19. 19. ‘I A.B. do solemnly and sincerely, in the presence of God, Profess, Testify, and Declare, That I do believe, That in the Sacrament of theLords Supper there is not any Transubstantiation of the Elements of Bread and Wine into the Body and Blood of Christ, at, or after the Consecration thereof by any person whatsoever; And that theInvocation or Adoration of the Virgin Mary, or any other Saint, and the Sacrifice of the Mass, as they are now used in the Church of Rome, are Superstitious and Idolatrous.’
  20. 20. Construction of Catholic- Irish Identity•Continentally trained Catholic Clergy wrote popular Gaelicpoetry•5 sectarian poems from 1650-70 re-published anddistributed in bi-lingual versions to elites and clergy through18th/19th centuries•Played on Gael (Irish language speaker) and Gall(foreigner)•10 surving manuscripts = ‘popular tradition’, 242 copies of‘Ireland’s Dirge’ (c. 1655) survive!•This combines in the late 17th/18th century withdevelopments in political philosophy to GRADUALLYcreate an idea of CATHOLIC NATIONHOOD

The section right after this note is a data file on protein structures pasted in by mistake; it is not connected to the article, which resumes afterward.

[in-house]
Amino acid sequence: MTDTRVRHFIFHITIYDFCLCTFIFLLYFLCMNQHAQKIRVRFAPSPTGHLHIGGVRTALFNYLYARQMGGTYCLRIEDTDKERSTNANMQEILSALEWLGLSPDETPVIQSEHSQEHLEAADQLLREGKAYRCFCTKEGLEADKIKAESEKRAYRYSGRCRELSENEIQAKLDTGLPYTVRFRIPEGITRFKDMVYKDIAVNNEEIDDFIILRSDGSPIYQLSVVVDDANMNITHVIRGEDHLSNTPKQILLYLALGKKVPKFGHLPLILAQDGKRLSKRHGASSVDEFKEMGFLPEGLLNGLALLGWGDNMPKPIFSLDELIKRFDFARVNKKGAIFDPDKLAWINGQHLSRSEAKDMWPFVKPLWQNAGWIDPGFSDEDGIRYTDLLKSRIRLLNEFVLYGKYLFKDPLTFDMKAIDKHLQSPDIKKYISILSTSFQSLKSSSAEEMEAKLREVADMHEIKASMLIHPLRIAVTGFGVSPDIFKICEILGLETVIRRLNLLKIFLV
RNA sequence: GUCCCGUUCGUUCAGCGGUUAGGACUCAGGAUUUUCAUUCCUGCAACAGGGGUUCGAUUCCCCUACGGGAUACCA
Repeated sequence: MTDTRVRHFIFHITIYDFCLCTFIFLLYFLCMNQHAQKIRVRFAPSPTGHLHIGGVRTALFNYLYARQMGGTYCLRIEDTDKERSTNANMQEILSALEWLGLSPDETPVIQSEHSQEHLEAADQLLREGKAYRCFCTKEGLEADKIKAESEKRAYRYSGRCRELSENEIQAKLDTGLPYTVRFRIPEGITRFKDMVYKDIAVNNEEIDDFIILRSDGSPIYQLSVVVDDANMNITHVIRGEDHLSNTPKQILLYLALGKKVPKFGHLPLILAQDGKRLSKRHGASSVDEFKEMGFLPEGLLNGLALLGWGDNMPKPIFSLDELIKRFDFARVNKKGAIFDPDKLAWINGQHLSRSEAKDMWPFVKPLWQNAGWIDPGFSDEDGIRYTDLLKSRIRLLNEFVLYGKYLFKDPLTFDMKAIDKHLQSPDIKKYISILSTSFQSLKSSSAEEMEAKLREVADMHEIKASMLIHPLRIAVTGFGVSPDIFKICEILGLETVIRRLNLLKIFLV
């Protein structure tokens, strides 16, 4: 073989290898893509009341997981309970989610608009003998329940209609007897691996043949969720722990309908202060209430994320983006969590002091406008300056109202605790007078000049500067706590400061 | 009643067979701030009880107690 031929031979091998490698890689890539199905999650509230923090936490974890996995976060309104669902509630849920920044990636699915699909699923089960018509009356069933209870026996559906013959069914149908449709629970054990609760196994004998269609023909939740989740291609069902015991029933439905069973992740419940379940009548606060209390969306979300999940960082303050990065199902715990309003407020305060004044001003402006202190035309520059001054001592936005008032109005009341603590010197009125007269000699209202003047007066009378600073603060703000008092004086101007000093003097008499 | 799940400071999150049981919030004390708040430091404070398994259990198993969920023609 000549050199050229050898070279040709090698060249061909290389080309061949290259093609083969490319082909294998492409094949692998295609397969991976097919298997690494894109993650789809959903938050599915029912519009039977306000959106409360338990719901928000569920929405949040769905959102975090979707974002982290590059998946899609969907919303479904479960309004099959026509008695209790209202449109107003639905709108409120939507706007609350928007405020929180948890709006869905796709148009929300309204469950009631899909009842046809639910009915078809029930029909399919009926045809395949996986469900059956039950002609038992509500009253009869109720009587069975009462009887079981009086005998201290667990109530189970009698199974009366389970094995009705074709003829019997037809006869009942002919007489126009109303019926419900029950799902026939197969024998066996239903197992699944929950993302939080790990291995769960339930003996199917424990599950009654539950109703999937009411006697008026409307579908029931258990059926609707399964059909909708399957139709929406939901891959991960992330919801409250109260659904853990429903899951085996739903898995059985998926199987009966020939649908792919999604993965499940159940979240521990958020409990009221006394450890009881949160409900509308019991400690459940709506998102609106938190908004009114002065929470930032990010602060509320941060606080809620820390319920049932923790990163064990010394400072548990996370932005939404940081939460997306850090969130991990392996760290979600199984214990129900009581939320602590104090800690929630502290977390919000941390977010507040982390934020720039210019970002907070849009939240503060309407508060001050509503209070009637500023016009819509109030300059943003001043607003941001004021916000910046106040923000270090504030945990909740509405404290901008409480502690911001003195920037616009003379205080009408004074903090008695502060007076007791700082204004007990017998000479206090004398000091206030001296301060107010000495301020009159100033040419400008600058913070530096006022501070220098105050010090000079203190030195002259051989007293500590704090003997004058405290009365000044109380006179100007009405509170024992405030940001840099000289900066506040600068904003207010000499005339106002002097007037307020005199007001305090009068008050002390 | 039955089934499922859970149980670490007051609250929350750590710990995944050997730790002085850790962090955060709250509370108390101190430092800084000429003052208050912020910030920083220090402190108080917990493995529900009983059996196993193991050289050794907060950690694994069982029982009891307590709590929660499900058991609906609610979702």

21. 21. Extracts from An Síogaí Rómhánach (The Roman Vision) c. 1650 …Then none shall league with the Saxon, Nor with the bare-faced Scot, Then shall Erin be freed from settlers, Then shall perish the Saxon tongue The Gaels in arms shall triumphOver the crafty, thieving, false sect of Calvin… …True faith shall be uncontrolled; The people shall be rightly taught By friars, bishops, priests and clerics…
  22. 22. Irish = GaelicIrish = Catholic
  23. 23. • Catholic forced to meet in illegal mass-houses or ‘sacathlans’• 18th century actually witnesses a rejuvenation in Irish Catholicism• 1760: Pope refutes the Stuart dynasty’s claim to the British and Irish throne (1707 – act of union!)• Populaiton growth and renewed war with France forces a change in policy in ‘On Sunday, 30th May 1784, St Marys was Westminster opened in Crooked Lane (now Chapel Lane). This was the first Catholic Church in Belfast• Catholicism legalized in 1782 and it was built at a time when there was a• This combines with the spirit of strong ecumenical spirit within the town. “Enlightenment” and Progress” Indeed, its Protestant inhabitants contributed substantially towards the cost of the building• Legal churches built and the 1st Belfast Volunteer Company, under the command of Captain Waddell• St. Mary’s built in Belfast in 1784 Cunningham, lined the Chapel yard as a guard• 1782 census recorded 365 Catholics living in of honour, in full dress, and presented arms to Belfast the priest as he passed into the Chapel.’• 1866 45,000 Catholics living in Belfast